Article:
Towards a drug against COVID-19

Co-led by Dr. Nir London, global consortium aims to accelerate drug development

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Briefs

March 30, 2020
Source: 
Weizmann homepage

A cross-border initiative led by the Weizmann Institute’s Dr. Nir London has brought together a wide range of players in the drug development process—from academia in four countries, to biotech and contract research organizations, to specialized software companies—to accelerate the development of a drug for COVID-19.

Dr. London is collaborating with researchers at Oxford University, Memorial Sloan Kettering Cancer Center, University of British Columbia, a California biotech company PostEra, and Enamine, one of the largest chemical vendors in the world, to develop small molecules to target a key SARS-CoV2 protein that can halt and counteract the virus.

The partners have developed the means to characterize the structure of the main protease of SARS-CoV2—an essential enzyme that is responsible for a key step in the virus life cycle. Their goal: to target this enzyme’s activity effectively, which would be a key antiviral approach. By ramping up research production in a coordinated effort with contract research organizations (CROs) they are hoping the effort will lead to an effective anti-COVID-19 drug candidate in a matter of few months, dramatically faster than typical drug discovery.

Dr. London and his Weizmann team in the Department of Organic Chemistry are experts on the discovery of drugs that rely on the formation of covalent bonds. They developed an innovative electrophile-fragment screening platform, which they already used in the past against many various proteins. In the past two weeks, they have applied it to the viral protein (produced and shipped from the UK) and have identified promising initial hits that can potentially serve as starting points for COVID-19 drugs.

The Oxford University team and the Diamond Light Source (the UK's national synchrotron light source science facility), were able, in turn, to determine crystal structures showing how these compounds bind in the protease’s active site.

Altogether, the international group has already identified 78 initial hits against the SARS-CoV2 protease, 37 of which are covalent fragments originating from the London lab. What is needed now is the means to optimize those hits and generate a drug. Doing so requires not only the work of medicinal chemists, but also chemo-informatics and design experts to narrow down the field of possibilities.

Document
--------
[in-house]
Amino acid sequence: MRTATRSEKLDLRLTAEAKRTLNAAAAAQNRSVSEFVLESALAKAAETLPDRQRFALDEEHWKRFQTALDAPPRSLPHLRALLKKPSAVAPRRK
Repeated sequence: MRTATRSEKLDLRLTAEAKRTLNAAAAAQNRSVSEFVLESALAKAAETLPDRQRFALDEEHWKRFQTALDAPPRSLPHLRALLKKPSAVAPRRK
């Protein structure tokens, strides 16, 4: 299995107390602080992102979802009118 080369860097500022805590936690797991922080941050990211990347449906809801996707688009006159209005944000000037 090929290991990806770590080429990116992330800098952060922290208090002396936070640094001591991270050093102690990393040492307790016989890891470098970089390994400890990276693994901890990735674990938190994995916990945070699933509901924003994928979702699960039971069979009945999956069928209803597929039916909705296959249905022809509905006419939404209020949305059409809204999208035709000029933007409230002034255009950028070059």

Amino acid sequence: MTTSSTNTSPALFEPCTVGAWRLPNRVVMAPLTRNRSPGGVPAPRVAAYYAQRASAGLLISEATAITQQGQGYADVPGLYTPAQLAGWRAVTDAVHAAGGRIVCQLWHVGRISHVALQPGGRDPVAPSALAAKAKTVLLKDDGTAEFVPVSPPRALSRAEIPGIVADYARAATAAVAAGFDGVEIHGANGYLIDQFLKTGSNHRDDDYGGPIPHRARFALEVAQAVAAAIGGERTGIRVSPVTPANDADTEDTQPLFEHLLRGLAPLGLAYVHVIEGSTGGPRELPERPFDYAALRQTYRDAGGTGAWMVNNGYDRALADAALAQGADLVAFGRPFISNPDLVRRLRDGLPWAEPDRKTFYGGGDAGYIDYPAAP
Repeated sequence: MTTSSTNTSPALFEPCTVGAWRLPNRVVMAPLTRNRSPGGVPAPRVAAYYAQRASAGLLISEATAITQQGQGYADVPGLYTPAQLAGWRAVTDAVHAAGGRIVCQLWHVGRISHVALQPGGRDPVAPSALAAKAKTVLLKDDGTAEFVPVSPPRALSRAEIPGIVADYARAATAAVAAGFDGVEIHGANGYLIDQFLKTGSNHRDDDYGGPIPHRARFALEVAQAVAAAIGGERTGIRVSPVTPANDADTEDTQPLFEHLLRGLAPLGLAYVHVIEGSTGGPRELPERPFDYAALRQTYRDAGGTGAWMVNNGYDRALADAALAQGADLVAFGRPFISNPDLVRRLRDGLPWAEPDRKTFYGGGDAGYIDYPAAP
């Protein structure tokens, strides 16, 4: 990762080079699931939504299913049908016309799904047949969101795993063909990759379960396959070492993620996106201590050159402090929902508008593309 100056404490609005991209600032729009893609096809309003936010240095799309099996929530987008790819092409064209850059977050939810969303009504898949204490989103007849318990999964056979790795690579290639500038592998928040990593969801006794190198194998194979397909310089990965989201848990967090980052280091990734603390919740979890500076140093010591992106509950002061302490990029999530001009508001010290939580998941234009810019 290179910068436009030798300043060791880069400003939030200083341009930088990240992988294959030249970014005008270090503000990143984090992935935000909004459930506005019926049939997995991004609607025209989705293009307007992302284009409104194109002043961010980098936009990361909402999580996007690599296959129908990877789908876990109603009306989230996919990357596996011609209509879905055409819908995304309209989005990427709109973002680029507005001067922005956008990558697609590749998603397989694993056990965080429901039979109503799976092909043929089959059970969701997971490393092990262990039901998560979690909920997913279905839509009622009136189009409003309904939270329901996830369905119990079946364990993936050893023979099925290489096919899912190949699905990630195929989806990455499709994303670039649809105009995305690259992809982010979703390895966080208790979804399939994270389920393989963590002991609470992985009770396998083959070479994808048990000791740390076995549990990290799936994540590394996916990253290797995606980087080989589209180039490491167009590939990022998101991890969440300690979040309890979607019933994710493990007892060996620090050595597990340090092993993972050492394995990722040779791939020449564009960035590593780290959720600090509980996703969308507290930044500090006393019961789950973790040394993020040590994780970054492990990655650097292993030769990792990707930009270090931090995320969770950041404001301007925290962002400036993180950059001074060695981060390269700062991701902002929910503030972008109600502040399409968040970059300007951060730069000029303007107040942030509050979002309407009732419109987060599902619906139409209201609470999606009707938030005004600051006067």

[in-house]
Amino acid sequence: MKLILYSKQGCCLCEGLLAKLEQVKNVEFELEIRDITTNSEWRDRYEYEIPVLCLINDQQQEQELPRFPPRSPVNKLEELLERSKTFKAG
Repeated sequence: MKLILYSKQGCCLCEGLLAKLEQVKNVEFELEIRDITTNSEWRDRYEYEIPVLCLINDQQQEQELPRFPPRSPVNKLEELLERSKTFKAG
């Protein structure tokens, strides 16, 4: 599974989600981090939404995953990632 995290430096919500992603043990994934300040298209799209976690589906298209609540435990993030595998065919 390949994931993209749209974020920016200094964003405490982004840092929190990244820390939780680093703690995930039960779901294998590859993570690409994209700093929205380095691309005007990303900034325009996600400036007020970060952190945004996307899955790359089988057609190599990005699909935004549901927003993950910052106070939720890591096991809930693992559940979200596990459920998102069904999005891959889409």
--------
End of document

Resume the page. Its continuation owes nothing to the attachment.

Crowdsourcing for science

The researchers are hosting an online, crowdsourcing challenge to ask medicinal chemists and computer aided drug design experts around the world to design better molecules based on the available fragments. The drug discovery effort will thus be distributed and massively parallelized—that is, lots of scientists everywhere working to find the right candidate drugs.

Close to 2,000 designs have been submitted so far, and the challenge is ongoing. PostEra’s AI-based computational models are used to prioritize chemical synthesis and drug-binding simulations created by software project called Folding@Home would be used to predict binding affinity. Together, significantly accelerating the compound-design cycle.

Once such promising candidate drugs are identified, CROs and Enamine, will be on called to synthesize and test every compound’s safety.

Simultaneously, those compounds will be shipped to the researchers’ laboratories around the world—including the Weizmann Institute—to test for activity against COVID-19 protease. Promising compounds will then be tested against clinical isolates of the virus. Importantly, the researchers have agreed to share all their data openly to avoid bureaucracy and intellectual property considerations. All data is available in real time to the entire research community, inspiring a true open-science global collaboration.

They are hoping the effort will lead to an effective anti-COVID-19 drug candidate in a matter of months.

Dr. Nir London is supported by the Dr. Barry Sherman Institute for Medicinal Chemistry, Moross Integrated Cancer Center, the Helen and Martin Kimmel Center for Molecular Design, Rising Tide Foundation, the Joel and Mady Dukler Fund for Cancer Research, the Estate of Emile Mimran, Nelson Sirotsky, and Virgin JustGiving. He is the incumbent of the Alan and Laraine Fischer Career Development Chair. He runs the Honey and Dr. Barry Sherman Lab.